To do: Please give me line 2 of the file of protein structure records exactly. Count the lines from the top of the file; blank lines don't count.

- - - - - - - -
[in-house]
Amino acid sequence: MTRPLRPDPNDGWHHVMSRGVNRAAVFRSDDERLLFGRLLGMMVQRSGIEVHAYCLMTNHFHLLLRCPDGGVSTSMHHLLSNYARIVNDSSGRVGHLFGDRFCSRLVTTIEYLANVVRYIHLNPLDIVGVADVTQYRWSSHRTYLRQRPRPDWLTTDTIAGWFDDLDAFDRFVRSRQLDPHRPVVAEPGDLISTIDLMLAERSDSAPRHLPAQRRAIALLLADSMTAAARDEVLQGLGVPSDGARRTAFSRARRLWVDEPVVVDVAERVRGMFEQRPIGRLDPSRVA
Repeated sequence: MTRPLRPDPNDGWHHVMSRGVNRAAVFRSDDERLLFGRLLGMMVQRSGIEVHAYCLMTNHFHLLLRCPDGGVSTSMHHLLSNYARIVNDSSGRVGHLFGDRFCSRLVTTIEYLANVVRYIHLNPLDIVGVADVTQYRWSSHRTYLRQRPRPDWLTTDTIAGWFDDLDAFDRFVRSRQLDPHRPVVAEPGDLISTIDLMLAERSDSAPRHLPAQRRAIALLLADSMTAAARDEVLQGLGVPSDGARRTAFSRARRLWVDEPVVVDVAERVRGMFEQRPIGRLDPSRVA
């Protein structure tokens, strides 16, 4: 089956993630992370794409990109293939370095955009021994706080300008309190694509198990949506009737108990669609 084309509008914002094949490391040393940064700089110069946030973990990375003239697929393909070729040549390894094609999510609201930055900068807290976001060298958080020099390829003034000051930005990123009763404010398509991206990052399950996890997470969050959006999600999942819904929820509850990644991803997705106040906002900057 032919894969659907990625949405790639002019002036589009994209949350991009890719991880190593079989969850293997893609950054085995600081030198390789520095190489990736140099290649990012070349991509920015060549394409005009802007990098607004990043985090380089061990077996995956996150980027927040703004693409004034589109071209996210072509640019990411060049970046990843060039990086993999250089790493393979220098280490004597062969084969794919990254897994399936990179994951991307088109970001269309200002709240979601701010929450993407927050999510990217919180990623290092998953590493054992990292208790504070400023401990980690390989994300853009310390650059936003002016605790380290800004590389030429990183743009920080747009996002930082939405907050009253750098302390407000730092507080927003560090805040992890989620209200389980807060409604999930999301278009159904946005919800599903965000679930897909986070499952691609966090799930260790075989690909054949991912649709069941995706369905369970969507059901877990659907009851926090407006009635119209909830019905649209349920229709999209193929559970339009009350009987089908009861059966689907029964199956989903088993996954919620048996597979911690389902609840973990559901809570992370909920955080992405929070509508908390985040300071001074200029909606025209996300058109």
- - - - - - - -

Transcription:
Amino acid sequence: MTRPLRPDPNDGWHHVMSRGVNRAAVFRSDDERLLFGRLLGMMVQRSGIEVHAYCLMTNHFHLLLRCPDGGVSTSMHHLLSNYARIVNDSSGRVGHLFGDRFCSRLVTTIEYLANVVRYIHLNPLDIVGVADVTQYRWSSHRTYLRQRPRPDWLTTDTIAGWFDDLDAFDRFVRSRQLDPHRPVVAEPGDLISTIDLMLAERSDSAPRHLPAQRRAIALLLADSMTAAARDEVLQGLGVPSDGARRTAFSRARRLWVDEPVVVDVAERVRGMFEQRPIGRLDPSRVA